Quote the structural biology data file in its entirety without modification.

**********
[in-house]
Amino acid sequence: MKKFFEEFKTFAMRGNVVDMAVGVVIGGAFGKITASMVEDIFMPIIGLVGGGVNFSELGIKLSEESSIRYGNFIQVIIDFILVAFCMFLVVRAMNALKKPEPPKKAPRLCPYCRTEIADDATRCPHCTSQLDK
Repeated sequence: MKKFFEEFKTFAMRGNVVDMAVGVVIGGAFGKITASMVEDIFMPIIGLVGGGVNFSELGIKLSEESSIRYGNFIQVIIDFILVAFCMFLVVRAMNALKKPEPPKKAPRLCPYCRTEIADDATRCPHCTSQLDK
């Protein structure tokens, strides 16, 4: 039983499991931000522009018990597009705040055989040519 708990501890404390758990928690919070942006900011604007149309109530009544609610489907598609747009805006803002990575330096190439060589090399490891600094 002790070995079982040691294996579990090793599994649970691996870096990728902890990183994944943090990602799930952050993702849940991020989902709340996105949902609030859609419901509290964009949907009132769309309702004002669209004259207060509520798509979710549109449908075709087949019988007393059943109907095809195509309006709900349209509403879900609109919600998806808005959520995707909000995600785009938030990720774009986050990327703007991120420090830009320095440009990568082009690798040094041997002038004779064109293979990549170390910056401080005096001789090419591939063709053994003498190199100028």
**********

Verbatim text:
[in-house]
Amino acid sequence: MKKFFEEFKTFAMRGNVVDMAVGVVIGGAFGKITASMVEDIFMPIIGLVGGGVNFSELGIKLSEESSIRYGNFIQVIIDFILVAFCMFLVVRAMNALKKPEPPKKAPRLCPYCRTEIADDATRCPHCTSQLDK
Repeated sequence: MKKFFEEFKTFAMRGNVVDMAVGVVIGGAFGKITASMVEDIFMPIIGLVGGGVNFSELGIKLSEESSIRYGNFIQVIIDFILVAFCMFLVVRAMNALKKPEPPKKAPRLCPYCRTEIADDATRCPHCTSQLDK
């Protein structure tokens, strides 16, 4: 039983499991931000522009018990597009705040055989040519 708990501890404390758990928690919070942006900011604007149309109530009544609610489907598609747009805006803002990575330096190439060589090399490891600094 002790070995079982040691294996579990090793599994649970691996870096990728902890990183994944943090990602799930952050993702849940991020989902709340996105949902609030859609419901509290964009949907009132769309309702004002669209004259207060509520798509979710549109449908075709087949019988007393059943109907095809195509309006709900349209509403879900609109919600998806808005959520995707909000995600785009938030990720774009986050990327703007991120420090830009320095440009990568082009690798040094041997002038004779064109293979990549170390910056401080005096001789090419591939063709053994003498190199100028």